My Car Quest

November 12, 2019

Chrysler Ghia GS-1 – Great Teamwork To Create A Beautiful “Idea Car”

by Mike –

In the early 1950s Virgil Exner was hired by Chrysler to update the Chrysler design image which was a little stodgy at the time.

Exner developed a relationship with Ghia that lasted for 15 years, resulting in eighteen Chrysler/Ghia specials some owned by many celebrities.

Chrysler Ghia GS-1

1954 Chrysler Ghia GS-1

Chrysler Ghia GS-1

Ghia is a well known Italian automobile design and coach building company that originally made lightweight aluminum-bodied cars, notably the Alfa Romeo 6C 1500, that won the Mille Miglia in 1929. Before World War II Ghia designed special bodies for Alfa Romeo, Fiat, and Lancia.

Chrysler Ghia GS-1

These “Idea Cars” are still inspiring today as they were originally meant to be. The mechanicals are all Chrysler with a 331 cubic-inch Hemi V8 which puts out 175 hp. The Hemi was connected to a two-speed PowerFlite or Fluid Torque transmission. The body style, however, is from Ghia and Exner.

Chrysler Ghia GS-1

Chrysler Ghia GS-1

The beautiful example shown here is a 1954 Chrysler Ghia GS-1 and was photographed at the Palo Alto Concours d’Elegance in 2012.

Chrysler Ghia GS-1

Chrysler Ghia GS-1

Chrysler Ghia GS-1

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Chrysler Ghia GS-1

What do you think about the results of cooperation between Chrysler and Ghia? Let us know in the Comments.

Chrysler Ghia GS-1

Summary
Chrysler Ghia GS-1 - Great Teamwork To Create A Beautiful
Article Name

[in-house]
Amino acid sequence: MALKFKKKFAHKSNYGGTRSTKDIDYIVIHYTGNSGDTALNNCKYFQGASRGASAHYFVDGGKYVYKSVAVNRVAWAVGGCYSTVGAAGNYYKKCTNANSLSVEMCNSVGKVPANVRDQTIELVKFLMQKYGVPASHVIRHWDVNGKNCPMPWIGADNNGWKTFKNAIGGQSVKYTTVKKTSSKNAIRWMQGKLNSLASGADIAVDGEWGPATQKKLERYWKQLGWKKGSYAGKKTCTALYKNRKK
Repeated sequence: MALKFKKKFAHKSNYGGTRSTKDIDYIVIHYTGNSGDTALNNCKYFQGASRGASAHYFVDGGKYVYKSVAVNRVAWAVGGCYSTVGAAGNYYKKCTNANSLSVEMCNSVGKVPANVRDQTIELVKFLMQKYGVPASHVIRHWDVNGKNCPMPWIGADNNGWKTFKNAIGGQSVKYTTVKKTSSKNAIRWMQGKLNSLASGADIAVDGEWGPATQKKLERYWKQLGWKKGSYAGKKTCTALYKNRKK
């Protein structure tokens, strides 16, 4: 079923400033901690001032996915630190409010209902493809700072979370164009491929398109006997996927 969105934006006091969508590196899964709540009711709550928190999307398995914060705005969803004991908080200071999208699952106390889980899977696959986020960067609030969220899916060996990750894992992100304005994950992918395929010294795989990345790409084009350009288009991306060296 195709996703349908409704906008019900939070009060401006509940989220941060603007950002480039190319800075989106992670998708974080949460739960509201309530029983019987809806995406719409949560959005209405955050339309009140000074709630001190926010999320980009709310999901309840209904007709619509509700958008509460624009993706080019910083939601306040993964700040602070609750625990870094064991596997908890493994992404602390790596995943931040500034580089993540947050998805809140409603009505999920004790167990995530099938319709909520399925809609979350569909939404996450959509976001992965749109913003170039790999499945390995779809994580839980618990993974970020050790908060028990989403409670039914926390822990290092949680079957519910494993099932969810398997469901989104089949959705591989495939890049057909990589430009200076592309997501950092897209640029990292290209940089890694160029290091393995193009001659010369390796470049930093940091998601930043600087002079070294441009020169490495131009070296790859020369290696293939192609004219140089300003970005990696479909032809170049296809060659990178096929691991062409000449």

Chrysler Ghia GS-1 - Great Teamwork To Create A Beautiful
Description
The beautiful result of cooperation between Chrysler and Ghia.
Author

Comments

  1. I have always thought that the co-operation between the two companies produced superb styling ahead of the times and often, if not all, some of which appeared on production cars and provided huge public awareness for Chrysler. This period produced for Chrysler greater public awareness that must have influenced sales enormously and makes the decision to force Exner out nothing but rotten internal politics.

  2. Hopefully, as that seems to be the direction it’s heading at the moment, so hopefully we may see that translated in style resurgence through the “Italian influence” that must filter in, if not already happening behind the scenes!??

  3. I hope not to upset anyone if I give a candid answer to the question you asked, Mike. I’d describe this car as ” butter face” or “but her face”. I love the execution from the back all the way to the a-pillars. The front end look ungainly with a huge grille and the headlight clusters buried somewhere around its ankles. The smallish hood scoop is underproportioned at best, but is was it really necessary? I know that some may say that these elements reflect the taste of those days, but good taste has been around then as well.

    • George – compare it to other American cars from 1954.

      • Miguel Caparros says

        I completely agree with George the front of this car looks like an afterthought. The low mounted headlights give a “fatness to the front that makes it very unattractive. Moving the Headlamps up under the fender would have done wonders for the front end. I may just do some photoshop and send it in…

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